Meirav Rath's Reviews > The Expression of the Emotions in Man and Animals

The Expression of the Emotions in Man and Animals by Charles Darwin
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May 12, 08

bookshelves: zoology
Recommended for: historians, Darwin fans, human behavior fans
Read in May, 2008

This book is more a historical document than a scientific paper, by today's requirements for scientific documents.
Darwing collects here his notes on the expressions of humans with a single chapter about animals and some referrences to monkeys, so the title is highly misleading (it annoyed me, anyways).

Despite that, this work is at the root of understanding both human and animal behavior and the three principles of expression are now evidently the base of every modern theory on animal and human behavior and that, in itself, gives this book a historical value.

Darwing depicts his notes on his own children, on various and un-measured sightings of human and animal beahvior (like "I once saw a girl doing ___ " or "my neighbour's dog once ___ ") which nower days would be completely unfit for scientific research. Those were the days, though, and for anyone interested or amused by the development of scientific thinking and research this book is an enjoyable gem.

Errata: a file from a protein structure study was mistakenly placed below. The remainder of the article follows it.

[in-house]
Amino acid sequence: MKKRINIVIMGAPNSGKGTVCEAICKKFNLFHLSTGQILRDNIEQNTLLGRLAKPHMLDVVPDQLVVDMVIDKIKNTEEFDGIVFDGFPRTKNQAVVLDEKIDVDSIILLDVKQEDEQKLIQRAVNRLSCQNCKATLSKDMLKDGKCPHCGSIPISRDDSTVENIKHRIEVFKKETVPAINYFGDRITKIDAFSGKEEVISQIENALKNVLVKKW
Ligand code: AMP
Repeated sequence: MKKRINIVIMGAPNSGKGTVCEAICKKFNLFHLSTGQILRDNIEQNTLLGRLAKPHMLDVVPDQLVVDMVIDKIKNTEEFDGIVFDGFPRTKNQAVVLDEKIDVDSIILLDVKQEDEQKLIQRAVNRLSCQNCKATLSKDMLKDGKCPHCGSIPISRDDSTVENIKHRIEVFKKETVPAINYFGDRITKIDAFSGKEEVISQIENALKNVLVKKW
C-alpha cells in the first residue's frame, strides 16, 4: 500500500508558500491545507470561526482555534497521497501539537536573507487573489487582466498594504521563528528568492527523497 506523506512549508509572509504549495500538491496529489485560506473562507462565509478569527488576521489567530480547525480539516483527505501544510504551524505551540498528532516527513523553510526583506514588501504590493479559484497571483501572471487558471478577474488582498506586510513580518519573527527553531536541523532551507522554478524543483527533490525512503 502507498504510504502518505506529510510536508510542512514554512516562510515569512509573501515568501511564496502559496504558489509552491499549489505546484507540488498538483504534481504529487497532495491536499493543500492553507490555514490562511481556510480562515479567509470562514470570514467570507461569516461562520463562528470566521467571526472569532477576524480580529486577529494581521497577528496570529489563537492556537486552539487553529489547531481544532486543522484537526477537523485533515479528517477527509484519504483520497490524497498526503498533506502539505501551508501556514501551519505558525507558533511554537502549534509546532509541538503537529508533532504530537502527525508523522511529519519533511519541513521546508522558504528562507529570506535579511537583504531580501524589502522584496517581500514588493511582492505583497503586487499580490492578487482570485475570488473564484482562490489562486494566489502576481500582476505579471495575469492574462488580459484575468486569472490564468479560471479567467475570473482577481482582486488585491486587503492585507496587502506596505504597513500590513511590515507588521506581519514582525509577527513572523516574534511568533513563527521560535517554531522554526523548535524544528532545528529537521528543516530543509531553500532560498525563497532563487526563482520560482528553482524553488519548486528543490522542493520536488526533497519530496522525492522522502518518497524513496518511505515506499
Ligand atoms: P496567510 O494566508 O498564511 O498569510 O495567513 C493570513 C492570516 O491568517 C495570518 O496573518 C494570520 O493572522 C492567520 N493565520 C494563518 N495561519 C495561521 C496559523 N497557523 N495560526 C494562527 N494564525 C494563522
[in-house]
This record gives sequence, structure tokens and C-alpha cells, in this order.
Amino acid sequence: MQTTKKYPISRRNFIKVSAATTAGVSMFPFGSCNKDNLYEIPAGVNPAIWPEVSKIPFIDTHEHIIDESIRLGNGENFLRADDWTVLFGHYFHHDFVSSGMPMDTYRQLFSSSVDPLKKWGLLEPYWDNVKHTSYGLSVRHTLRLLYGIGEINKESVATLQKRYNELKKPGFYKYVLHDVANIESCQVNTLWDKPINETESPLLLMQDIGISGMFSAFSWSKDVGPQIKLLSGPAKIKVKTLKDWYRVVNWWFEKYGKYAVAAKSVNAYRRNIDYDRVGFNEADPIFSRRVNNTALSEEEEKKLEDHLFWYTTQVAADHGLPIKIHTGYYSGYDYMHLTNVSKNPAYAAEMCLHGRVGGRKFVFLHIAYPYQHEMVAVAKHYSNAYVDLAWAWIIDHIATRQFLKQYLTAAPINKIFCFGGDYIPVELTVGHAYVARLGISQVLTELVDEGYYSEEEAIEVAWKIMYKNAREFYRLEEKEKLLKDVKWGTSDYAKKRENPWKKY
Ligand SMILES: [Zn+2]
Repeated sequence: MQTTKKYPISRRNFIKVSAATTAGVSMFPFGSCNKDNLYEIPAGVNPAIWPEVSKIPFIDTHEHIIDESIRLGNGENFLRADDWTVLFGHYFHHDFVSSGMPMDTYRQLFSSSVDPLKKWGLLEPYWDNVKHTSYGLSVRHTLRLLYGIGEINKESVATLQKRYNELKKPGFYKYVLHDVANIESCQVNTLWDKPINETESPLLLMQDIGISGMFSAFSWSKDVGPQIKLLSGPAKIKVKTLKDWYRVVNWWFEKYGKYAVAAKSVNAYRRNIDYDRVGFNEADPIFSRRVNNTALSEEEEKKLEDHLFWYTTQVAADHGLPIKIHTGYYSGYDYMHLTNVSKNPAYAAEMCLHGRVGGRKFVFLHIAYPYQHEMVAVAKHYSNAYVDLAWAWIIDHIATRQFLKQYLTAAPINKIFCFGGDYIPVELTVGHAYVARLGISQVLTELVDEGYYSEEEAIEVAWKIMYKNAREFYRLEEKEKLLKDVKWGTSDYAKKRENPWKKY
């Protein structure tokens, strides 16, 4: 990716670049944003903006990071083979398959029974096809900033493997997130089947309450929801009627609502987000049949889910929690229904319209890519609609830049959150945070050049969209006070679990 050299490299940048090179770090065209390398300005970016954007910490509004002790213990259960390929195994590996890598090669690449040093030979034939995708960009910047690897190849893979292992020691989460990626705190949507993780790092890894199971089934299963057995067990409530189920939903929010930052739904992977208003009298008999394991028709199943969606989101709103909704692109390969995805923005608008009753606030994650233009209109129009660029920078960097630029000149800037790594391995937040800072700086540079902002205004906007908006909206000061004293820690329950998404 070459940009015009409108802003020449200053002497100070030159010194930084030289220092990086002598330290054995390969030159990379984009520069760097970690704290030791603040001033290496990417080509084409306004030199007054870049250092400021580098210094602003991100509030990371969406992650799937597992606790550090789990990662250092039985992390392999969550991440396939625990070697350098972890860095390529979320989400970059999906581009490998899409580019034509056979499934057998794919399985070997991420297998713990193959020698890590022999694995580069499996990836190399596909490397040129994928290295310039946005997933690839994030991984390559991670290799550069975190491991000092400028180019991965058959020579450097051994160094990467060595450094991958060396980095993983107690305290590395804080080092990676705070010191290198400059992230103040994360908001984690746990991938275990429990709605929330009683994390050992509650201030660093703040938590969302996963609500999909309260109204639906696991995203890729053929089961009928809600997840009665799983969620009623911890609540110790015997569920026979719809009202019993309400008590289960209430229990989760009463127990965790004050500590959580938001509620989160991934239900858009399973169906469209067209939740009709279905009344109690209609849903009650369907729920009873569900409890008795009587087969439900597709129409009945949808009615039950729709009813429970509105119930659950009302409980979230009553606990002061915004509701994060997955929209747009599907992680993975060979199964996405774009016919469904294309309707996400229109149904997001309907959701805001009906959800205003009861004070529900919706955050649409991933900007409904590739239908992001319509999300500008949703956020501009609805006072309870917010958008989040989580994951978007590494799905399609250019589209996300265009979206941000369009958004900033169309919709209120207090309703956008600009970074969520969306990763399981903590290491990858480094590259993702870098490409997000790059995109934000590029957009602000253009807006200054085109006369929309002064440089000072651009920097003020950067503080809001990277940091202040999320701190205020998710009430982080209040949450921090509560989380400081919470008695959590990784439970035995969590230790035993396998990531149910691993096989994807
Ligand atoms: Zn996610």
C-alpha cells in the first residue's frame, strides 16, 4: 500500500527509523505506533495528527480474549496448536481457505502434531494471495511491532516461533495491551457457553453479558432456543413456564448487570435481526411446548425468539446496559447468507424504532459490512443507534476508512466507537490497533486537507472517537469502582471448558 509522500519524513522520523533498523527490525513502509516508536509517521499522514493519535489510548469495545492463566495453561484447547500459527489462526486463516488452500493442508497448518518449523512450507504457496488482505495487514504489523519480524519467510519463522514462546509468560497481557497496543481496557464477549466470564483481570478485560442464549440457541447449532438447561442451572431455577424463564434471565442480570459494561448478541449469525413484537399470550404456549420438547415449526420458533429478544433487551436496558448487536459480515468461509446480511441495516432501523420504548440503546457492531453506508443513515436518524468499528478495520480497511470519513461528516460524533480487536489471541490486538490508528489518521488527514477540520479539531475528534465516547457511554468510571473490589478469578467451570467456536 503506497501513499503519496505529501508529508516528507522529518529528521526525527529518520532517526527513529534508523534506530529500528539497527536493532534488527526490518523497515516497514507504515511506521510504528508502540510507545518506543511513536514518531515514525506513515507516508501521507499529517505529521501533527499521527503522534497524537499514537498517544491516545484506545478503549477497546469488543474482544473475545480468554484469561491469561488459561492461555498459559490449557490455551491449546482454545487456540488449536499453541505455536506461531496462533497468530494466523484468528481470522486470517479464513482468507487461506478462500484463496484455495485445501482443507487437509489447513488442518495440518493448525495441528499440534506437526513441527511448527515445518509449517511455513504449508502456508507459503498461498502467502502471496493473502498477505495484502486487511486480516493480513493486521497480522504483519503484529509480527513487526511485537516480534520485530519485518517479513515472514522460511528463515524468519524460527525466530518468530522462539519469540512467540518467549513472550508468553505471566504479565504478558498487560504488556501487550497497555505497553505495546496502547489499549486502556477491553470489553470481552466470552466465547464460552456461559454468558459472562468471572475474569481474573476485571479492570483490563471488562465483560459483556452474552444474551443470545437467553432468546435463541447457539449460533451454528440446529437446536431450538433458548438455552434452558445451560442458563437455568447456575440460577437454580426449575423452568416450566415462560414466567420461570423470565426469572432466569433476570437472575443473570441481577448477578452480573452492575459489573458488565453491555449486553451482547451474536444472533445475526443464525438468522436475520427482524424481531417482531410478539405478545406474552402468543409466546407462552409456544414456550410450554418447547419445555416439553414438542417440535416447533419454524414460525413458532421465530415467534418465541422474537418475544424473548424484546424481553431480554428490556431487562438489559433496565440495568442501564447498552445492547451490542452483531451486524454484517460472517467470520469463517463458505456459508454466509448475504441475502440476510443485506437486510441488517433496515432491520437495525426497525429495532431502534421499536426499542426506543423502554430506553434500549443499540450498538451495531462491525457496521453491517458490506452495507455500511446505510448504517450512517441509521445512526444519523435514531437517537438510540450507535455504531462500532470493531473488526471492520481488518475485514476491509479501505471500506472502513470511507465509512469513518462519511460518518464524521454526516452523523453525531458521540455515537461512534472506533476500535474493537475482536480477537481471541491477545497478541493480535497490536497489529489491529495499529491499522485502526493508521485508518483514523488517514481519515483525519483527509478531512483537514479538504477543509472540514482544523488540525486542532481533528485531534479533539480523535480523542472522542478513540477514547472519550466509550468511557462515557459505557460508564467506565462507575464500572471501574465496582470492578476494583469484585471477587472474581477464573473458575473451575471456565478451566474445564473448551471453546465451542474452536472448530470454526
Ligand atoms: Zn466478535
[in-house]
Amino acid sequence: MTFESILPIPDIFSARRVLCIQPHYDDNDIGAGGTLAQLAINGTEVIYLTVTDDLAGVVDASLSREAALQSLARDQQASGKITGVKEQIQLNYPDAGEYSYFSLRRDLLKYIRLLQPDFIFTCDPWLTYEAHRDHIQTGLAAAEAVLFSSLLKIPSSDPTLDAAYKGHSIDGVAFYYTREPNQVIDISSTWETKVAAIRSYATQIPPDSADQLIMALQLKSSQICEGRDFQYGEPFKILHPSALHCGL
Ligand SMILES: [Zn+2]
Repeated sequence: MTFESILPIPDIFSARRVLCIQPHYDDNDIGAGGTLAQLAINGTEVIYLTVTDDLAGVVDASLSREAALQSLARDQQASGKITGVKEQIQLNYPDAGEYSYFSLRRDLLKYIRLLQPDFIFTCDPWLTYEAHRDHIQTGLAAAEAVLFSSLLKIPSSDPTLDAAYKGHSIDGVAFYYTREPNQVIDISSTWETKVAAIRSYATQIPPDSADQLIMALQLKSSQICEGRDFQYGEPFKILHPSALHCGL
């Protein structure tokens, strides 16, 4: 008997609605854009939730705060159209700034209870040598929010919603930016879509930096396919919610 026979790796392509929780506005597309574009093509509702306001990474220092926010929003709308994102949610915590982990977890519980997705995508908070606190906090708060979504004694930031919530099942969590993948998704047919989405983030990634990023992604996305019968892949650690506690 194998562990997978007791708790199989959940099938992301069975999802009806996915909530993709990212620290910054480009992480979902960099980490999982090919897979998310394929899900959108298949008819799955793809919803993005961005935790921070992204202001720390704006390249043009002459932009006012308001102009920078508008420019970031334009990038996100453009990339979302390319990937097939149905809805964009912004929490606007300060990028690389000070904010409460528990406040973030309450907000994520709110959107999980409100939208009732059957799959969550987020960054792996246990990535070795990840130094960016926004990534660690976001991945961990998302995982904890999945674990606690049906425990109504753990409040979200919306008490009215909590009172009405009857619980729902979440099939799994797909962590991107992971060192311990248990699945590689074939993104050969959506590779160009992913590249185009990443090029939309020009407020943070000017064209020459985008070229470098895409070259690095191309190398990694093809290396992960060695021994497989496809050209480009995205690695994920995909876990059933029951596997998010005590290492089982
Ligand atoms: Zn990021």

Another historical value this book has is in the fact that, in order to investigate human expression in human societies relatively unexposed and influenced by Eurpoean man, Darwin had a small army of informants at remote Biritsh colonies investigating and reporting of their experiences with the local natives. These informants were judges, policemen, missionaries and wives of various officials. With these times long gone (thankfully), it's a reminder and a documentation of the spirits of the time and the way these far-away cultures, still unchanged at the time, behaved.

This book is not an easy read as the english is that of Victorian times and often words that mean one thing to us mean another, when he author is concerned, and the unabridged version hold a lot of repeating and coarse writing that's not for readers who just want an easy book to stare at.

Still, it's a good book, and for historians with a love for human studies, it's a good book.
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message 1: by Nathan (new) - added it

Nathan Nifong Wow, that was an excellent review. everything you say about the readability to modern engish speakers and Darwin's loose observations is correct. It is indeed a strange book with primarily historical value.


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